The logics discussed above are all "bivalent" or "twovalued"; that is, they are most naturally understood as dividing propositions into true and false propositions. Nonclassical logics are those systems that reject various rules of Classical logic.
Hegel developed his own dialectic logic that extended Kant's transcendental logic but also brought it back to ground by assuring us that "neither in heaven nor in earth, neither in the world of mind nor of nature, is there anywhere such an abstract 'either–or' as the understanding maintains. Whatever exists is concrete, with difference and opposition in itself".^{[55]}
In 1910, Nicolai A. Vasiliev ex The logics discussed above are all "bivalent" or "twovalued"; that is, they are most naturally understood as dividing propositions into true and false propositions. Nonclassical logics are those systems that reject various rules of Classical logic.
Hegel developed his own dialectic logic that extended Kant's transcendental logic but also brought it back to ground by assuring us that "neither in heaven nor in earth, neither in the world of mind nor of nature, is there anywhere such an abstract 'either–or' as the understanding maintains. Whatever exists is concrete, with difference and oppositi Hegel developed his own dialectic logic that extended Kant's transcendental logic but also brought it back to ground by assuring us that "neither in heaven nor in earth, neither in the world of mind nor of nature, is there anywhere such an abstract 'either–or' as the understanding maintains. Whatever exists is concrete, with difference and opposition in itself".^{[55]}
In 1910, Nicolai A. Vasiliev extended the law of excluded middle and the law of contradiction and proposed the law of excluded fourth and logic tolerant to contradiction.^{[56]} In the early 20th century Jan Łukasiewicz investigated the extension of the traditional true/false values to include a third value, "possible" (or an indeterminate, a hypothesis) so inventing ternary logic, the first multivalued logic in the Western tradition.^{[57]}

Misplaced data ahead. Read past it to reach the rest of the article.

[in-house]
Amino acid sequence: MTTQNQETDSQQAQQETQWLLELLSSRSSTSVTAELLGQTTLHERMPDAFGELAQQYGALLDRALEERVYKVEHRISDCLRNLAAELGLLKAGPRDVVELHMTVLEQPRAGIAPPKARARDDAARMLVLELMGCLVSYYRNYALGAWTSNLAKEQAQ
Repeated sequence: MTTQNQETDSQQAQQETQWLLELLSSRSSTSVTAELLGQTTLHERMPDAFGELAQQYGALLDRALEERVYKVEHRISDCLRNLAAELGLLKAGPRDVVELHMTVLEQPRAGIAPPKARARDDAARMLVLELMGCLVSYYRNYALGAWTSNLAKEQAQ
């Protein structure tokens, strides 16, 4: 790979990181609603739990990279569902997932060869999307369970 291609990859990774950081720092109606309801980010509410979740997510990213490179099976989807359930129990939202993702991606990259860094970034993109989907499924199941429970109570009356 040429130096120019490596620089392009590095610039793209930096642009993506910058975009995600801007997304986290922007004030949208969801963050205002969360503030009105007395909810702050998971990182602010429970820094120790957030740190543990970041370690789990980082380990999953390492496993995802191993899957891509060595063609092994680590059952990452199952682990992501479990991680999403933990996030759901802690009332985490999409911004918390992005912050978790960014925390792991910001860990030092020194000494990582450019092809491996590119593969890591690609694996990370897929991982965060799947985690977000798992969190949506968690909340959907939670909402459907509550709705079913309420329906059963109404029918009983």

A minor modification of the ternary logic was later introduced in a sibling ternary logic model proposed by Stephen Cole Kleene. Kleene's system differs from the Łukasiewicz's logic with respect to an outcome of the implication. The former assumes that the operator of implication between two hypotheses produces a hypothesis.
Logics such as fuzzy logic have since been devised with an infinite number of "degrees of truth", represented by a real number between 0 and 1.^{[58]}
Intuitionistic logic was proposed by L.E.J. Brouwer as the correct logic for reasoning about mathematics, based upon his rejection of the law of the excluded middle as part of his intuitionism. Brouwer rejected formalization in mathematics, but his student Arend Heyting studied intuitionistic logic formally, as did Gerhard Gentzen. Intuitionistic logic is of great interest to computer scientists, as it is a constructive logic and sees many applications, such as extracting verified programs from proofs and influencing the design of programming languages through the formulaeastypes correspondence.
Modal logic is not truth conditional, and so it has often been proposed as a nonclassical logic. However, modal logic is normally formalized with the principle of the excluded middle, and its relational semantics is bivalent, so this inclusion is disputable.